by Henry Scott Stokes

I have just returned from a trip I to England and I must say that the green and pleasant land astonished the hell out of me.

Surprises begin at Heathrow, where they are digging an immense hole in the ground, to make way for a colossal new ter­minal. When this Terminal 5 is added to the existing four facili­ties, we will have what airline people say could be easily the biggest international airport in the world. Last year some 63 mil­lion passengers went through Heathrow. Add on the extra ter­minal, and the number could approach 100 million, according to my layman’s guesstimate.

The driver who picked me up at the airport, David Guy, told me that there are some 50,000 construction workers on the site, going at it on three shifts, 24 hours a day.

This scene of bustle—with trucks carrying away dirt at the rate of one every two or three seconds—contrasts with Narita. When you emplane at Narita—in the aftermath of SARS and the second Gulf War—and get out at Heathrow, you see two different worlds. One, London, is bedlam. The other, Narita, is like an out­patient ward without any patients. It is clinical, antiseptic and quiet.

At Heathrow, I learned, an incoming passenger is flung into a sea of polyglot humanity. The heterogeneity is outrageous. You can march for ages—it takes up to 20 minutes to get to Immigration at Heathrow, strid­ing at a rapid clip—and not see a single Brit. (Do I exaggerate? Yes, a little, but not much.)

All of this is absolutely flab­bergasting. Thirty years ago, perhaps a little more, London was almost solidly British. Today, it is a melting pot that is out-doing that rather conserva­tive city, New York. You have the strong feeling that London turned into a major hub. Can the same thing happen in Tokyo, my wife asked me—as we strolled about central London, dropping in on the V & A?

Akiko’s question absolutely floored me. I haven’t the faintest idea, was my first reaction. When I got back here, therefore, I looked around me with fresh eyes. What did I find, as com­pared with what I had got used to over in England in a few days?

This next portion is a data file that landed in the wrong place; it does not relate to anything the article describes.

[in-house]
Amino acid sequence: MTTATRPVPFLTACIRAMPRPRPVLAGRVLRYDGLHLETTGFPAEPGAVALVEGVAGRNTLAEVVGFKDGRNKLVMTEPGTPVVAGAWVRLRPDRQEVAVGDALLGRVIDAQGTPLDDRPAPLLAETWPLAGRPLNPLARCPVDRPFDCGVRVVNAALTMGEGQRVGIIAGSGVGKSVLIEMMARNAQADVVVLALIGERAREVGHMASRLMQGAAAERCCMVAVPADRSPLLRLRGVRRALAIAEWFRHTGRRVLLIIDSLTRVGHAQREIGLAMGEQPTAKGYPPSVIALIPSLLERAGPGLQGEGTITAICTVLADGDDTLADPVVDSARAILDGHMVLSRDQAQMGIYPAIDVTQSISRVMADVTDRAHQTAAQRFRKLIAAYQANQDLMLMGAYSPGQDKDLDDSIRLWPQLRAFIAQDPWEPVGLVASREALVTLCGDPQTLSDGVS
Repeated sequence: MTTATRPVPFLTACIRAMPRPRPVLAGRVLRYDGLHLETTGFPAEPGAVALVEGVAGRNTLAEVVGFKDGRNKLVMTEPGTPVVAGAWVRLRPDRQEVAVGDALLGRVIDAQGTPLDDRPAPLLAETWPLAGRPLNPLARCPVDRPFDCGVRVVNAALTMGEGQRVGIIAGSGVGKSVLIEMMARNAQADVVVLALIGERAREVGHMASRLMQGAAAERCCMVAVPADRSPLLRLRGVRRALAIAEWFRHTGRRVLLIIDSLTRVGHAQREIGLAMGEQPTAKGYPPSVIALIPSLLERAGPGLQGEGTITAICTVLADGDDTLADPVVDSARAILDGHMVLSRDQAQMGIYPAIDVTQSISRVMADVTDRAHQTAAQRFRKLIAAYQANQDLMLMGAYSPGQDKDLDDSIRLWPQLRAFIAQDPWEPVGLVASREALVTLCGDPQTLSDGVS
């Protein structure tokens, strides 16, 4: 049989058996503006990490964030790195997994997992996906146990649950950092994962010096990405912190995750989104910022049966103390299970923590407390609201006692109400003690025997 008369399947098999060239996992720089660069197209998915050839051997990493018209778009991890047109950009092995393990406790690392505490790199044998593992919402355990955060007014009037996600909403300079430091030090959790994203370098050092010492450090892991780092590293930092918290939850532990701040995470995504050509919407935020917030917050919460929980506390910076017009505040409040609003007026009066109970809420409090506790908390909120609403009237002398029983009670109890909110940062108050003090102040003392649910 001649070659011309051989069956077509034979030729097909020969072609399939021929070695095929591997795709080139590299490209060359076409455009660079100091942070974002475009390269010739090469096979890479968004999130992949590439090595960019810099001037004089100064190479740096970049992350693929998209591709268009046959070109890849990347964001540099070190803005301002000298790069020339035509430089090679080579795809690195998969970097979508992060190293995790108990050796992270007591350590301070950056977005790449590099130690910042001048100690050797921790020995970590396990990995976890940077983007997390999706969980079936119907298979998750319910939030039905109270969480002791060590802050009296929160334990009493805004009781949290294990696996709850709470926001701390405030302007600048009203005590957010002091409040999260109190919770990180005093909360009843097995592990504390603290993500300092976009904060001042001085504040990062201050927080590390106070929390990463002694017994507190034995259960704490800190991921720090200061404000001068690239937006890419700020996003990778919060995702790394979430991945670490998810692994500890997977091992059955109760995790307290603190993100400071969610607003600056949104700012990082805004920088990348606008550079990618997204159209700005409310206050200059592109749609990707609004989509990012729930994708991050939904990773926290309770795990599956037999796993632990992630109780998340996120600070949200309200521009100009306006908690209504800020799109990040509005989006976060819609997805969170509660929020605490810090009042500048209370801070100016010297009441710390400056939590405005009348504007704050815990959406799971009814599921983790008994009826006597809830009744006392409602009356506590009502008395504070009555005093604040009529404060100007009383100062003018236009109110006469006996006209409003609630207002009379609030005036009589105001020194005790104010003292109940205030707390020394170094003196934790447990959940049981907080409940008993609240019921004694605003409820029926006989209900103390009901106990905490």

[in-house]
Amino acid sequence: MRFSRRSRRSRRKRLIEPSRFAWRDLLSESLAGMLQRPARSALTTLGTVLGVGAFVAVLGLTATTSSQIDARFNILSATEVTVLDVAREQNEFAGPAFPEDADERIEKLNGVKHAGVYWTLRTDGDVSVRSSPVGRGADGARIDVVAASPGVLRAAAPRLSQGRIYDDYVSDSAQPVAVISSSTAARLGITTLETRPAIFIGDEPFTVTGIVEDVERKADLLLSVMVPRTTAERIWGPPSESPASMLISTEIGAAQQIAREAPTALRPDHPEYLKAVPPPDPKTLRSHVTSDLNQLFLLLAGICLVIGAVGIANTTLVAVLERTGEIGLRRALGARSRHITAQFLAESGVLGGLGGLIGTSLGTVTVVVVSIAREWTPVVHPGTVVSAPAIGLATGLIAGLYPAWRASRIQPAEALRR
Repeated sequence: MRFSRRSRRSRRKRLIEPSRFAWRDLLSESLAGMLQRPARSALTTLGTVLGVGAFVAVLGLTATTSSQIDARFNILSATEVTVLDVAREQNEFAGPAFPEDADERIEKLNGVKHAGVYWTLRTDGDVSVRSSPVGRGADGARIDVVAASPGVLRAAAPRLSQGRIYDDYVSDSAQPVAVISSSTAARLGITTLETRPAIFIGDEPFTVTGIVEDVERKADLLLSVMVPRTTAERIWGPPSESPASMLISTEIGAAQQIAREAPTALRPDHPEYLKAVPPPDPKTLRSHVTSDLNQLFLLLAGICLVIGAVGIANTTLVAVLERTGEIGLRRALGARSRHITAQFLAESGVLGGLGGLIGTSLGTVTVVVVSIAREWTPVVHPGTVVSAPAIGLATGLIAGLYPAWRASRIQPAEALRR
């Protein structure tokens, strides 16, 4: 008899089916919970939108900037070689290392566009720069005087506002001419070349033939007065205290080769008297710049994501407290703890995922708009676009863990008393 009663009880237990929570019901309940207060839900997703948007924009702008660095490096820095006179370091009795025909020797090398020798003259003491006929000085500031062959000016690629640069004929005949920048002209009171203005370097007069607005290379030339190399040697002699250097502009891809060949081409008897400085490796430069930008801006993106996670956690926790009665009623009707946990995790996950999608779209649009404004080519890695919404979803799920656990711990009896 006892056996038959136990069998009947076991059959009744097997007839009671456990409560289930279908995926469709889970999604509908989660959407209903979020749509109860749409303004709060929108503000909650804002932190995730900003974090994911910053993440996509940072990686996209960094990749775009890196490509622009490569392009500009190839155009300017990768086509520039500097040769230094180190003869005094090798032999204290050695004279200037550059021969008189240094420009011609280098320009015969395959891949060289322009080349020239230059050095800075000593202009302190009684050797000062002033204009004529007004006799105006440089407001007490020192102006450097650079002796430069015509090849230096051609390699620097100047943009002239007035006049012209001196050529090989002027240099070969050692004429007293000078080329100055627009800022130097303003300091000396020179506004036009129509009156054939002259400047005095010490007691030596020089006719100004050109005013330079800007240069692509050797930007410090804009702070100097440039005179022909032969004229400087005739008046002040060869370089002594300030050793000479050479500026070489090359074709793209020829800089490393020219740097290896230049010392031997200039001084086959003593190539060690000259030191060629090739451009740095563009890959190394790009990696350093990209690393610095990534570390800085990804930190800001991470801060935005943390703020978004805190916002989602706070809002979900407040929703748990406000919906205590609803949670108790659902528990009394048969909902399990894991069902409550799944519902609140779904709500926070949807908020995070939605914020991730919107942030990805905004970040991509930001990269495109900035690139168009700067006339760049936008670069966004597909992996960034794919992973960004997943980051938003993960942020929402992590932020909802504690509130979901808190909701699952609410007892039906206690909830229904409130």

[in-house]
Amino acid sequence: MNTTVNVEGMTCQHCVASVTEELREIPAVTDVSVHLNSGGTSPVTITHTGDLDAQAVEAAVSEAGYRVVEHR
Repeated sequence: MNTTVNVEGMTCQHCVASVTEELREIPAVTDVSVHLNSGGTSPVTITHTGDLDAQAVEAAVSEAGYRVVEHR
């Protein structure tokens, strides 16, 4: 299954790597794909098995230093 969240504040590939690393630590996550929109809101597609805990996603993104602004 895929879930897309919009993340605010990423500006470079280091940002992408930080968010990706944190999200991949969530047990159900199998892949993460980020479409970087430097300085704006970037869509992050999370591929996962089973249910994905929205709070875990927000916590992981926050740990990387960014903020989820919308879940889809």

The first thing that gob-smacks you is the sight of grown men pawing through manga —those thick comic books—in the subway. That is utterly insane, as seen through the eyes of a man from Mars. You take one look at these young Japanese gents and wonder in what kind of strange anti-paradise you’ve ended.

I made inquiries. I asked friends in the mag trade, what’s going on? The big story, I was told immediately, is that two mass-circulation rags—Shukan Post and Shukan Gendai—are going head-to-head every Monday. That is the big magazine story at this time. As of the spring, both of them inserted into their mags sealed envelopes containing photos of girlies. In effect, the magazines here have plunged headlong into the porn trade. Or so my friends in the business tell me.

The other thing that struck me was those much commented-on right-wing trucks. Yes, they are unbearable. You wonder who are the apes inside, and who gave them permission to storm up and down the streets of the heart of our city, making such vile noises. Isn’t there supposed to be some control on those loud­speaker volumes? My, my—they crack your eardrums at 200 yards. Why here, the question comes, and nowhere else in the world? Why only in Tokyo?

These are old puzzles—the manga madness and the uyoku insanity—but I confess I found myself thoroughly put off by these goings-on, on arriving back here from the UK. In a few days, my annoyance will have subsided, and I will once again be a Tokyoite resigned to the hor­rors and abnormalities on all sides. No doubt.

This, of course, gets me no closer to answering my wife’s question. Or no closer than saying this: something has got to give here, to make this city a bit more livable. If, as and when it does, then we can consider the question of whether it is capable of turning international. For now, it is turning inside, into itself, and that’s awful.

Years ago, someone wrote a novel with a scene that epito­mized the Tokyo of the 1960s. A man is in a bar, and a cockroach jumps out. The man pops it into his mouth—remarking that it tastes “a bit salty.” This unspeak­able scene comes in Moetsukita Chizu (Burnt Maps), a novel by Kobo Abe, someone I knew. The Tokyo of today has a side to it that is a lot worse than crunching the odd roach, however.


[email protected]